Let’s rewind to when things were simpler, for better or for worse: “Appointed school boards are part of the legacy of Virginia’s post-Reconstruction period, during which the state’s white leaders sought to limit the political influence of African-Americans,” Kent Willis, then state director of the American Civil Liberties Union, wrote in 1992. Keep in mind that Virginia’s post-Reconstruction state constitution was considered progressive for its time – too progressive for the state’s conservative establishment. In 1901, a state convention drew up a new constitution with the specific goal of restricting the electorate – most Black voters and many poor whites were enthusiastically disenfranchised. Proposals to allow elected school boards were emphatically voted down. J.B.T. Thornton, a convention delegate from Prince William County, pointed out that many Virginia counties had Black majorities, which meant they might elect a Black majority to the school board. “That is a condition of affairs that is abhorrent,” he declared. Disenfranchising Black voters, and forbidding elected school boards, doubly ensured that would not happen.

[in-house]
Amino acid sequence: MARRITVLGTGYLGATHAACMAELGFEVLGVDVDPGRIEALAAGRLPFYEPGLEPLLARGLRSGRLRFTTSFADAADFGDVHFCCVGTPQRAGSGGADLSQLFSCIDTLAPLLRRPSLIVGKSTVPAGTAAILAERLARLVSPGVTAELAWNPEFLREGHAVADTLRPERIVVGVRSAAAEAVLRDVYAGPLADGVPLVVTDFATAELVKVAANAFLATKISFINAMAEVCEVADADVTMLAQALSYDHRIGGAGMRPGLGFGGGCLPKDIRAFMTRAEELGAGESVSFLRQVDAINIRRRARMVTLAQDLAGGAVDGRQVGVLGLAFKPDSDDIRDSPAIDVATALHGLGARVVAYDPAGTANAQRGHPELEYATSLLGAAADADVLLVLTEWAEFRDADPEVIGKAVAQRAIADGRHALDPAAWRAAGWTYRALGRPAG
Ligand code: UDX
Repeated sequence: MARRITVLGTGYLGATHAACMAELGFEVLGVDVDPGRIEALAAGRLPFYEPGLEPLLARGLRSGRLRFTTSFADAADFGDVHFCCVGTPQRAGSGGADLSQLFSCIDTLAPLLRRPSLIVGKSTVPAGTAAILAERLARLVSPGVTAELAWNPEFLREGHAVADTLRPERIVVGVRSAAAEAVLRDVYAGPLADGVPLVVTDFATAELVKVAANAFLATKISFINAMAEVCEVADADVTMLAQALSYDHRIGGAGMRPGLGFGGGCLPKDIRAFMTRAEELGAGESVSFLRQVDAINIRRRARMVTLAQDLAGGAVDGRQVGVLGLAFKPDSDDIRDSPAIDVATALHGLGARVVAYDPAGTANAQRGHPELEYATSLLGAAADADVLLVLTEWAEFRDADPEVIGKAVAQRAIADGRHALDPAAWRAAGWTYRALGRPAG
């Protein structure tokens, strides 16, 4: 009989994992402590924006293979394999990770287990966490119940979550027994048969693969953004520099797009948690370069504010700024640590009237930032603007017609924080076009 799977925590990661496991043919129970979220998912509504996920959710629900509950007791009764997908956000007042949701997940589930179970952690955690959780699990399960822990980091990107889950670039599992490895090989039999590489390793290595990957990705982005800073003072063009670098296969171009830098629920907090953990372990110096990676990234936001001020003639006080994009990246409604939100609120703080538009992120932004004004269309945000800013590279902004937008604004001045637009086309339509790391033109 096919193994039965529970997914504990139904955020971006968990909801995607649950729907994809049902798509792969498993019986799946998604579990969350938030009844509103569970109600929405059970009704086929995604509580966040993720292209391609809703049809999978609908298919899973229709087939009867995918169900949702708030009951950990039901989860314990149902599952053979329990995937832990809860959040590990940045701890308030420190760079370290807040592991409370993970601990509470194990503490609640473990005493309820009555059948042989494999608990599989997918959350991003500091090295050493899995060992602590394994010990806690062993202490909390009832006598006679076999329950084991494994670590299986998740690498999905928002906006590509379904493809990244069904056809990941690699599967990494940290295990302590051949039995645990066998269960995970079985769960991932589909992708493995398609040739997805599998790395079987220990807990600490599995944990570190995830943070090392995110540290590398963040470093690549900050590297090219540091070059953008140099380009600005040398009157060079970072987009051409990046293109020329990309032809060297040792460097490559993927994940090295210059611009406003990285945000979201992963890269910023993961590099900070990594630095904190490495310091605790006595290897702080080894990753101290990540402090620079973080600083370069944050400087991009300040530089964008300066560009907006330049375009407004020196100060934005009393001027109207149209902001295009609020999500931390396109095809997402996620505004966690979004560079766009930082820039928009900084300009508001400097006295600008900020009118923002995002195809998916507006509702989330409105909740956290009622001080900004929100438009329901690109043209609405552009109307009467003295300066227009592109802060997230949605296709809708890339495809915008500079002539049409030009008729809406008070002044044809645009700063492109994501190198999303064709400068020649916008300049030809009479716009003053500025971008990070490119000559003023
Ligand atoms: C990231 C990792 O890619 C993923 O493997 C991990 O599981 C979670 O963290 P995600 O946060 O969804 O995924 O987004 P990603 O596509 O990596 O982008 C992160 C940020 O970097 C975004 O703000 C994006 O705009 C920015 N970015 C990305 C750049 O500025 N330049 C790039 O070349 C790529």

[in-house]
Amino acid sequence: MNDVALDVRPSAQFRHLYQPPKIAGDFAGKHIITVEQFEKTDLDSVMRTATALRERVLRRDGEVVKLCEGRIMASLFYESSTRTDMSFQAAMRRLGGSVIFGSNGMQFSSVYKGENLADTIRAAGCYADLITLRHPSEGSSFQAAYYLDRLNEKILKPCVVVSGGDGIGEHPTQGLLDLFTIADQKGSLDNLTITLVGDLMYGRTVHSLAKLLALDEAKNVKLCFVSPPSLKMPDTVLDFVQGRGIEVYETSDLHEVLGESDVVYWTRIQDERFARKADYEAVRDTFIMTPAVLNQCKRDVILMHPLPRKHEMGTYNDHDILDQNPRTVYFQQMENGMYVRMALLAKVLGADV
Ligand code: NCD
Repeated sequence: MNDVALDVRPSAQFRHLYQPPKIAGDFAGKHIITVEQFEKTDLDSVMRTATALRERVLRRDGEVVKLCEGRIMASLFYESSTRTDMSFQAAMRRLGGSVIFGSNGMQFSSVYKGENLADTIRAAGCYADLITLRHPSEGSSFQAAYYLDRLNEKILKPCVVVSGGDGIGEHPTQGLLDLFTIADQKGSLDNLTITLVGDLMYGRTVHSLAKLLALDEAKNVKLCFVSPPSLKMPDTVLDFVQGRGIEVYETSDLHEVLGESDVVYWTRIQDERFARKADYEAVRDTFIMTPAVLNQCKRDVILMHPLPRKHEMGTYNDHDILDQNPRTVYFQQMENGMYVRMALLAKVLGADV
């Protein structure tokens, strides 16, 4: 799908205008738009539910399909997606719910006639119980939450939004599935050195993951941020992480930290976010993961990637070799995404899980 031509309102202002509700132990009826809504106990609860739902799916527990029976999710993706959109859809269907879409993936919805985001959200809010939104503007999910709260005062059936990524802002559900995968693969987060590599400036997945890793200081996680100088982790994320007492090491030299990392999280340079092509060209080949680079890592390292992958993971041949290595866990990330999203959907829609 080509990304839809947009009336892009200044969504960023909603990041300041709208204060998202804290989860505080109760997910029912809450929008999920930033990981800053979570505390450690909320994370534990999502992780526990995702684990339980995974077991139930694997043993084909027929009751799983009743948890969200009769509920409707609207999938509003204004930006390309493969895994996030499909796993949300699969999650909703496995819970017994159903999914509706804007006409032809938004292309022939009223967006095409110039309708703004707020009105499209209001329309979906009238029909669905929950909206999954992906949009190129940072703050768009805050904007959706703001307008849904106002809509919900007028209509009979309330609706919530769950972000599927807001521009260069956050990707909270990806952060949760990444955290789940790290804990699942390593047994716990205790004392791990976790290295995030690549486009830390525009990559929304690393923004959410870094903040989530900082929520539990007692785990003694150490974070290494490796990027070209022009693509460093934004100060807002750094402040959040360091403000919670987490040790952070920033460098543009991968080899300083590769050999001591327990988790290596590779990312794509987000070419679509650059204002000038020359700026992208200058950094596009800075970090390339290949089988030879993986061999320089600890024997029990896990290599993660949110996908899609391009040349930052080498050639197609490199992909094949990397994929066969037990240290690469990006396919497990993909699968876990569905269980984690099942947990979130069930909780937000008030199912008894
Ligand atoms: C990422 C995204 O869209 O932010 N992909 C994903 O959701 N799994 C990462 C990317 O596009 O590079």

Nevertheless, calls for elected school boards persisted. “Between 1918 and 1927, four separate state legislative studies concluded that appointed school boards should be abandoned in favor of elected school boards,” Willis wrote. “But the General Assembly refused to follow the recommendations and continued to ban school board elections.”